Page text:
One of my favourite tunes. TinWhistler playing with Ulli from Germany.
Our small but mighty group for Peace Hour, Sept. 11th 2011. We played Ode to Joy, Dona Nobis Pacem, and sang John Lennon’s “Imagine”. I’m very proud of all my students, they did a great job! We also made a group donation to Amnesty International, in honour of Peace Day.
Thanks to Alexis & Harpists for Peace for organizing Peace Hour (which has become an annual event). For more information on Harpists for Peace, you can visit the official Facebook page here.
Yet another wonderful example of how versatile the lever/folk harp is, and how effortlessly it embraces music from around the world.
For more of Cecile’s music videos, visit branmusicfrance
Along with Ode to Joy (below), we’ll be playing this at the Peterborough-Kawarthas harp circle in honour of Peace Day on Sept. 11th. For those who can’t make it, we’ll be playing with you in spirit!
All music in the Chubby Sparrow free music section is available for anyone to download and use free of charge. We just ask that you include all headers and footers in your print copies.
I’ve uploaded the first harp circle tune, Ode to Joy (for multiple harps), to the Chubby Sparrow Music site:
Everyone is welcome to download the music and play with us in spirit, even if you won’t be able to attend the Peterborough-Kawarthas harp circle in person. I would just ask that you include all acknowledgements, headers and footers in the print-outs.
Music for Dona Nobis Pacem to follow shortly.
The Peterborough-Kawarthas harpists will be joining in the spirit of Peace Hour by holding a harp circle on Sunday, Sept. 11th, starting at 1:30 p.m (location TBA). All harpists welcome.
Official Facebook page for Peace Hour (an all-day international event): http://on.fb.me/o5NCe3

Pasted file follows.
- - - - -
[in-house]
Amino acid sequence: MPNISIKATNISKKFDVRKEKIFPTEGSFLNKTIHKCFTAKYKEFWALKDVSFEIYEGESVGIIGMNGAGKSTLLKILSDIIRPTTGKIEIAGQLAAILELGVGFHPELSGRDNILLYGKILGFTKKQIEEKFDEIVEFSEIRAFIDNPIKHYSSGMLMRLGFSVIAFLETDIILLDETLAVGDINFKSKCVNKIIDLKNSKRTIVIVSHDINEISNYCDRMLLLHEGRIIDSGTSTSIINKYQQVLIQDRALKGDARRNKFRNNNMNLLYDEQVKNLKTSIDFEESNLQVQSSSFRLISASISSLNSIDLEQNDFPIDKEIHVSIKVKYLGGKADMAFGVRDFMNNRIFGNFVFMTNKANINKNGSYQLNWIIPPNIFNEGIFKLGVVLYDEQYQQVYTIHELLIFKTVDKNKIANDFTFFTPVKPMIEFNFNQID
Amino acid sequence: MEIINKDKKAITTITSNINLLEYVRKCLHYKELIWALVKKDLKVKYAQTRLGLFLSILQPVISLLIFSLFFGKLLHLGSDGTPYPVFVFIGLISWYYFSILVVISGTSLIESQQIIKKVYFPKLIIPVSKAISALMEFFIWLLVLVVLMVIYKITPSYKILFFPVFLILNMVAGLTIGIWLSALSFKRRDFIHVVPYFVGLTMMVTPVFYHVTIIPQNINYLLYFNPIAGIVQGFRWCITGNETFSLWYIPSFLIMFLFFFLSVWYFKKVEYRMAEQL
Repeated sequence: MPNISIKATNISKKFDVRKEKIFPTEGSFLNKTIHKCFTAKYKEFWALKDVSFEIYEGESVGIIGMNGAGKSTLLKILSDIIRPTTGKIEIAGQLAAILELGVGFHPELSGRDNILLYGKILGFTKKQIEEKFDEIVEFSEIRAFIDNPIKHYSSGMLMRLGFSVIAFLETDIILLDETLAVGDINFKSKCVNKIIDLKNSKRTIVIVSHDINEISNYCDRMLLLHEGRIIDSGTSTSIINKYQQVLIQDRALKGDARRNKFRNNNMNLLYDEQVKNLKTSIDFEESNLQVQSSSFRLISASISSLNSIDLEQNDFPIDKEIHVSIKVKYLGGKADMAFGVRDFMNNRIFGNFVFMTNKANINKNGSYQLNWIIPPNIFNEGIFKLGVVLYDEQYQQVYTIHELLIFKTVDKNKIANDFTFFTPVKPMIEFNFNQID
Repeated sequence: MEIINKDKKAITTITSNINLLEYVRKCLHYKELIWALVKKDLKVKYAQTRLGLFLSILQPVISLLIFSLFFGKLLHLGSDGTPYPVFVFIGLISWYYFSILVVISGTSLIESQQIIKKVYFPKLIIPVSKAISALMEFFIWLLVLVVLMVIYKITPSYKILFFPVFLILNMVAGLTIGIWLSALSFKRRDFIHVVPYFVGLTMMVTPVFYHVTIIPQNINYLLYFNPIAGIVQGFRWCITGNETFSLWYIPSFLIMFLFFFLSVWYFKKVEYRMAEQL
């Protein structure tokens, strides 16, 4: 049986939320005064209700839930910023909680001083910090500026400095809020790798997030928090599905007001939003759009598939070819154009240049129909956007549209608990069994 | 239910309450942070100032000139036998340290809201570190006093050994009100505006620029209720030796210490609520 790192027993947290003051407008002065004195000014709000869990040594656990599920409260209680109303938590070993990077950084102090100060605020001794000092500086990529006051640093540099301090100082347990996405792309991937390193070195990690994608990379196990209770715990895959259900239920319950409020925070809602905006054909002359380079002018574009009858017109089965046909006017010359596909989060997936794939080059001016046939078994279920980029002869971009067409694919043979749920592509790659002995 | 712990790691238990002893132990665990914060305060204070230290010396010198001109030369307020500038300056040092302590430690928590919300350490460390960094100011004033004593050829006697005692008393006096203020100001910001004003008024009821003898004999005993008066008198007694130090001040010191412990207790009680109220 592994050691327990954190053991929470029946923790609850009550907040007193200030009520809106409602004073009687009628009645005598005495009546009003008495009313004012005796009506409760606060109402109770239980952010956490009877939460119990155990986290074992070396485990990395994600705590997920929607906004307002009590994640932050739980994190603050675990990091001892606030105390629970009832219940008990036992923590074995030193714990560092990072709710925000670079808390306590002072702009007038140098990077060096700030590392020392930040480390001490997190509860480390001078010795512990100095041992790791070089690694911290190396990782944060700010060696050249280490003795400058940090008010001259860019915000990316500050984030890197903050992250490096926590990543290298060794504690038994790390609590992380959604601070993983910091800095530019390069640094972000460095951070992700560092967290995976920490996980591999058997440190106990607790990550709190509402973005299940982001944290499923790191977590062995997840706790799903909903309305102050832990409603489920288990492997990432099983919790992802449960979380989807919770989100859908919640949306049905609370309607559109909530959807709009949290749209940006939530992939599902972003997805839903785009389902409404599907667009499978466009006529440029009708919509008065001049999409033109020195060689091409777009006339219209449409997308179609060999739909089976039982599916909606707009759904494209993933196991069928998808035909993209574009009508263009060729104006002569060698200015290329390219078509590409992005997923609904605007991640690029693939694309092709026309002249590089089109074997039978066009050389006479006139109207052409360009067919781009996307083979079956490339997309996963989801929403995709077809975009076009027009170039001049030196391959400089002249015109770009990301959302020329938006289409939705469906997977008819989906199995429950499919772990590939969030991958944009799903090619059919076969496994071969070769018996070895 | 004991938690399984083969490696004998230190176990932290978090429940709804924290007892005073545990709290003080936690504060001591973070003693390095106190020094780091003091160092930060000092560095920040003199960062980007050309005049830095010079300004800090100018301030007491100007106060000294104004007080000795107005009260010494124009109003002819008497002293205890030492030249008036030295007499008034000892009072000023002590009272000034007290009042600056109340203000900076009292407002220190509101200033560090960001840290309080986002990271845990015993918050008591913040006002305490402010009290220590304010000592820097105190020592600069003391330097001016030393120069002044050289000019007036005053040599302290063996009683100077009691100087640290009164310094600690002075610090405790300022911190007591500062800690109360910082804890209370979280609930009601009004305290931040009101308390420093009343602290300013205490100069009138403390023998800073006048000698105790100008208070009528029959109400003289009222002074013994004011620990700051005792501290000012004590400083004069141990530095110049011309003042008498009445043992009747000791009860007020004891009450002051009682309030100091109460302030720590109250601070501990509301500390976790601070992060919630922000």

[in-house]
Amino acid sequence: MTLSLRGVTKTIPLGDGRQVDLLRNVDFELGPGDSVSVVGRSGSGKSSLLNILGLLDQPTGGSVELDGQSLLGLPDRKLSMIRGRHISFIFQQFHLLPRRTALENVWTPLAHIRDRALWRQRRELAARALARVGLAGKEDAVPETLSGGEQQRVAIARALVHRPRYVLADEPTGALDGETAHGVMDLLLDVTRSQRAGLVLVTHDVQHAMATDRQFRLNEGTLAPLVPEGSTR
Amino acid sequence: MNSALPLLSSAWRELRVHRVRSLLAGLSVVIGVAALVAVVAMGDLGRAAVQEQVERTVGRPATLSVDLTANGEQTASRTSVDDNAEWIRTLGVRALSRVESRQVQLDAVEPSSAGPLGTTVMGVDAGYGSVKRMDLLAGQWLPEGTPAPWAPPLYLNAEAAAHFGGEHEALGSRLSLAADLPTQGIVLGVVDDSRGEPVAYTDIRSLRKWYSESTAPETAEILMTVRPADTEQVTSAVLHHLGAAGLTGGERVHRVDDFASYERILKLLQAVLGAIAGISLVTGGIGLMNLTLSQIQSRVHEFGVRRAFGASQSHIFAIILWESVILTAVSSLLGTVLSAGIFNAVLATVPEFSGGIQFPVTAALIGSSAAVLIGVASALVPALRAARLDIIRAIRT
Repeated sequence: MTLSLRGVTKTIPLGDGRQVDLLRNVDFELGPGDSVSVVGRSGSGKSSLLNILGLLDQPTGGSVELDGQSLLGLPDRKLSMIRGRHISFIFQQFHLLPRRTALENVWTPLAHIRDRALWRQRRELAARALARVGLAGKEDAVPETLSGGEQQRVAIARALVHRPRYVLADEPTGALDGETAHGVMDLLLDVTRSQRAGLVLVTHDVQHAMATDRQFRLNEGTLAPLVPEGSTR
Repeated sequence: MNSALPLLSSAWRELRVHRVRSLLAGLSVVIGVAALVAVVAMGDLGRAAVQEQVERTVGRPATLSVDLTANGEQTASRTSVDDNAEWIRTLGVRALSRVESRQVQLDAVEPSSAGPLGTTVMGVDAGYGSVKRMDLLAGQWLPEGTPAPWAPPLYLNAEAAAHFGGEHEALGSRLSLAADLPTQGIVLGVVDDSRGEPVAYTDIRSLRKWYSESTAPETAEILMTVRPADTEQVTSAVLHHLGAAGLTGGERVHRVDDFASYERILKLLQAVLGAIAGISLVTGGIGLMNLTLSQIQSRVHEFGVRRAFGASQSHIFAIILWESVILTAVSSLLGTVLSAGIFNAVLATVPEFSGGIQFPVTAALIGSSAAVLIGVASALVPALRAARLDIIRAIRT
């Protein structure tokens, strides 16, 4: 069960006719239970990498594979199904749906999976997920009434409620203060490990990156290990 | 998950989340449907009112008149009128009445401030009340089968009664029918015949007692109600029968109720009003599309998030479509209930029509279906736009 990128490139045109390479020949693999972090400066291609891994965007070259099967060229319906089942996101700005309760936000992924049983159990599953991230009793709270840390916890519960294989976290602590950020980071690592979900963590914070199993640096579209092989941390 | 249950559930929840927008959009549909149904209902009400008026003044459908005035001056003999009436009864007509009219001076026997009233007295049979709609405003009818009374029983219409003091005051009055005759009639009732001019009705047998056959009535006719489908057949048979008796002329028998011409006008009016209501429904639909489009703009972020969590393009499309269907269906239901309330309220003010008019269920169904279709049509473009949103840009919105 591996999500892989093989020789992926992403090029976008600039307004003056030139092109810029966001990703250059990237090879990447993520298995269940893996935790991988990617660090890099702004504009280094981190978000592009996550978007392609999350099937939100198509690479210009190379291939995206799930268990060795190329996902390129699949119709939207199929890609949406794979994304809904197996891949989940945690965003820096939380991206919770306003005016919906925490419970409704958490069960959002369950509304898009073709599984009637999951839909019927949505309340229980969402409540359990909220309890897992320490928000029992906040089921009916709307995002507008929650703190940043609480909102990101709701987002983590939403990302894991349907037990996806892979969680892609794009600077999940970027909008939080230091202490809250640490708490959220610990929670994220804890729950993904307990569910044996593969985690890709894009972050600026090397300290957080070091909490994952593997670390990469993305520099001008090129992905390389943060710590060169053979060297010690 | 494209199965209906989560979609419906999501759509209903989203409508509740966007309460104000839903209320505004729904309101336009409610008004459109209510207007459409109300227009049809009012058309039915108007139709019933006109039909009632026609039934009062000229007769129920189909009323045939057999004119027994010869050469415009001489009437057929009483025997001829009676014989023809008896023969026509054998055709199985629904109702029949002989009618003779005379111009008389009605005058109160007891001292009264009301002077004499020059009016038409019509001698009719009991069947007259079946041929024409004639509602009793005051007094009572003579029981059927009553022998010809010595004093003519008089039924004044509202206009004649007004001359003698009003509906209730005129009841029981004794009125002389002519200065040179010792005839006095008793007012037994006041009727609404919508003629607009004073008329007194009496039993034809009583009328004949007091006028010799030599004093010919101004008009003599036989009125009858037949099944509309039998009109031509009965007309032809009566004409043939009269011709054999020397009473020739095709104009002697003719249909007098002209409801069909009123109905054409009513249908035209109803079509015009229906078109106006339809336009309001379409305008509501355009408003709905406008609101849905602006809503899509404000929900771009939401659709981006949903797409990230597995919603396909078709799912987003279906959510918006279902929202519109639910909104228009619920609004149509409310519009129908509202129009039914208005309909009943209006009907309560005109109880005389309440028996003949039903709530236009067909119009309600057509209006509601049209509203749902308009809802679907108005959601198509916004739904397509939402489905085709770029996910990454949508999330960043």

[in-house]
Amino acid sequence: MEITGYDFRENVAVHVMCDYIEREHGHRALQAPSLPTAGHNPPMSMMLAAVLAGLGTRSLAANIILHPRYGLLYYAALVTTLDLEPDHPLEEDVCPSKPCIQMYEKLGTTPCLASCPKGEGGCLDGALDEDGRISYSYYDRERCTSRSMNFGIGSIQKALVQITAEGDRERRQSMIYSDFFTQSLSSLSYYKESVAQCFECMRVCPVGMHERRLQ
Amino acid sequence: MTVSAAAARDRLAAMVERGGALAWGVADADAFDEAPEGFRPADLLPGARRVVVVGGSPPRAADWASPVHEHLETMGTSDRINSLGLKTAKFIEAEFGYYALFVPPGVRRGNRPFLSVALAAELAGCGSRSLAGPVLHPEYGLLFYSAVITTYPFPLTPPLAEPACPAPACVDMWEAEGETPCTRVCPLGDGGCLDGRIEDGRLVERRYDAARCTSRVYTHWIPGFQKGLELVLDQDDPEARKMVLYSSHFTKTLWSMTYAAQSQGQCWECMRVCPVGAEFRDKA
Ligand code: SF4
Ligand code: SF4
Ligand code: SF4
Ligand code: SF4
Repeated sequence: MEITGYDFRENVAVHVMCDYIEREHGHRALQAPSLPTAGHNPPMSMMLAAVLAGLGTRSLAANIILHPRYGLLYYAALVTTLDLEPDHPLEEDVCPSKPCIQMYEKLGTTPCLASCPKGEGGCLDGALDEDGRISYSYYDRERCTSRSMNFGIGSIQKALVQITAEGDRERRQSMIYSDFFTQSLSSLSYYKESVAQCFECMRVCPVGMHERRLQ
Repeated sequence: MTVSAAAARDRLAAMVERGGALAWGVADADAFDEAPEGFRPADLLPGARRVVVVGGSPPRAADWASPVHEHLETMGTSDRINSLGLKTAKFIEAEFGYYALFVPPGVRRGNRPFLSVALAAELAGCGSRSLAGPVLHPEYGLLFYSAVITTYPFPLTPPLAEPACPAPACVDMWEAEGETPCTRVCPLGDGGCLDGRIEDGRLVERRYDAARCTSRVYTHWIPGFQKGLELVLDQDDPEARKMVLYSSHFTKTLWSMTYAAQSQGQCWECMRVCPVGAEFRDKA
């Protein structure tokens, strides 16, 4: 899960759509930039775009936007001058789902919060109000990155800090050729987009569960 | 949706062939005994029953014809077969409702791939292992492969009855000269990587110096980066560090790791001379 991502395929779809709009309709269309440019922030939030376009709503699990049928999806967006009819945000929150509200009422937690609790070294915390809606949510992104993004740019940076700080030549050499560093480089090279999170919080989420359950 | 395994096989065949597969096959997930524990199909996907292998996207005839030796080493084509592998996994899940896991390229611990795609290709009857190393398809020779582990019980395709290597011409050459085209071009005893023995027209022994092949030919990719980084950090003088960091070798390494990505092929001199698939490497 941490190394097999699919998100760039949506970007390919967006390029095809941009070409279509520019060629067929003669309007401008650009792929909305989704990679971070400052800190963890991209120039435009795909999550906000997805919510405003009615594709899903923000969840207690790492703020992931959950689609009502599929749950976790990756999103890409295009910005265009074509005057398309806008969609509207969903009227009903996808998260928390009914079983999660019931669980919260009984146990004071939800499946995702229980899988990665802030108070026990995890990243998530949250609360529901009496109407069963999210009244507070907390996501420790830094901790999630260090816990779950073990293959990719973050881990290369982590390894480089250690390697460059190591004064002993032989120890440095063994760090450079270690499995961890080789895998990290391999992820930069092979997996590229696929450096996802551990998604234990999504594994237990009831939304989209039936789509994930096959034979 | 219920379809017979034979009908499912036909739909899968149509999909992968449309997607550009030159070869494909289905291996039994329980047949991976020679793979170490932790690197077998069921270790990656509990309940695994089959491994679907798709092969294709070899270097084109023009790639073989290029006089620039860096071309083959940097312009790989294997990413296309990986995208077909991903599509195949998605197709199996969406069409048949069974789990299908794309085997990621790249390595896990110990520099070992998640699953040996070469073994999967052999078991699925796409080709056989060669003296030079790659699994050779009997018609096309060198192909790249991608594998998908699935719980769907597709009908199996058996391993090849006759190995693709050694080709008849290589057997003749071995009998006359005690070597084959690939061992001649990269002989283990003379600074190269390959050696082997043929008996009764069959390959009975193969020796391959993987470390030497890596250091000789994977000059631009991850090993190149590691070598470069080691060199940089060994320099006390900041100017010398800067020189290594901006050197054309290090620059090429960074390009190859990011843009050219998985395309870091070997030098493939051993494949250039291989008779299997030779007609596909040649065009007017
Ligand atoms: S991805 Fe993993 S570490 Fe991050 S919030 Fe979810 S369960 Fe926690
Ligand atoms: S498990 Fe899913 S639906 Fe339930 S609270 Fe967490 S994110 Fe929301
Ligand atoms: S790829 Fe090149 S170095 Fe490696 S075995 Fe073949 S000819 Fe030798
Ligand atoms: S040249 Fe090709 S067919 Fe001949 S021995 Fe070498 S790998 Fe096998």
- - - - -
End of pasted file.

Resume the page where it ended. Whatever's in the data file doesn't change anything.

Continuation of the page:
Peterborough Harp Circle Event page: http://on.fb.me/osT3VJ
Updates will be posted here and on our Facebook page.
One of the most frequently asked questions on the Celtic Harp Page is what makes for a good beginner harp. First-time players are often baffled by the abundance of choice, and usually hampered by a limited budget. They want a harp that is inexpensive, but still has a nice sound and a decent range.
With that in mind, I’ve outlined a few basic things that will help when looking for a beginner harp.
For more on all the different types and styles of harp available to choose from, you can browse the “What Type of Harp Should I Get?” section on the CHP.
For anyone who, like me, was still going through the old Hobgoblin site to get to the Stoney End Harps section, they have their own website now, all new and spiffed up, which should make browsing and the like easier:
Update: The links on the Celtic Harp Page are now up-to-date; we have also begun the process of revising the list of sample harp costs in the “What Harp Should I Get?” section of the FAQ, to reflect 2011 pricing.
More on the Southeastern Harp Weekend, which will be taking place this October (2011). Thanks to Carolyn Deal for the udpates.
Southeastern Harp Weekend October 7-8-9, Asheville, NC.
A mountain retreat weekend of world-class workshops and concerts, plus a huge and varied vendor hall! This year’s clinicians include Cheryl Ann Fulton, Maeve Gilchrist, Frank Voltz, Joanna Mell, Mary Radspinner, Christina Tourin, Jan Jennings, Rhett Barnwell, Jerry Brown, Sharon Thormahlen, Nancy Clark, Analee Foster, Dee Sweeny, and more.
Topics include Welsh Aires, Scottish harp, speed playing, conquering harmonics, conquering Irish trebles, hymn arranging, therapeutic music, classical music, overcoming fears, NLP and memorizing music, the Astral Harp Experience, chord recognition, Pop music, medieval modes, injury prevention, touch for tone, Taize, exercises for beginners, improvisation, keeping up with the tempo, sight-reading, fun innovations for beginners, celtic tunes to love, harp roundabouts for technique, left hand heaven, French technique, tunes for the seasons, the liquid lever, jazz, rhythm, advanced classes with Maeve Gilchrist and more for all levels. Most comprehensive lever harp vendor halls in the Southeast!
Saturday, March 19, 8pm
St. Pat’s Fancy at Sadleir House in Peterborough, ON.
The third annual concert celebrating Irish music, with some of the proceeds going towards the Market Hall to help fund its new renovations. Sadleir House is an historic house in Peterborough, near the corner of Parkhill and George Streets. Market Hall is a much loved folk music and general arts venue in the middle of downtown Peterborough. There will be lots of great music from the likes of Cairdeas, Fiachra O’Regan, and The Jenish Sisters, as well as guest spots from the usual crew of local musicians. Tanah Haney will be playing Celtic Harp on a couple of harp-and-fiddle sets with John Hoffman (hence the harp component!).
For more info, you can visit the official Facebook page for the event or email Tanah at soloharp @ celticharper.com (minus the spaces).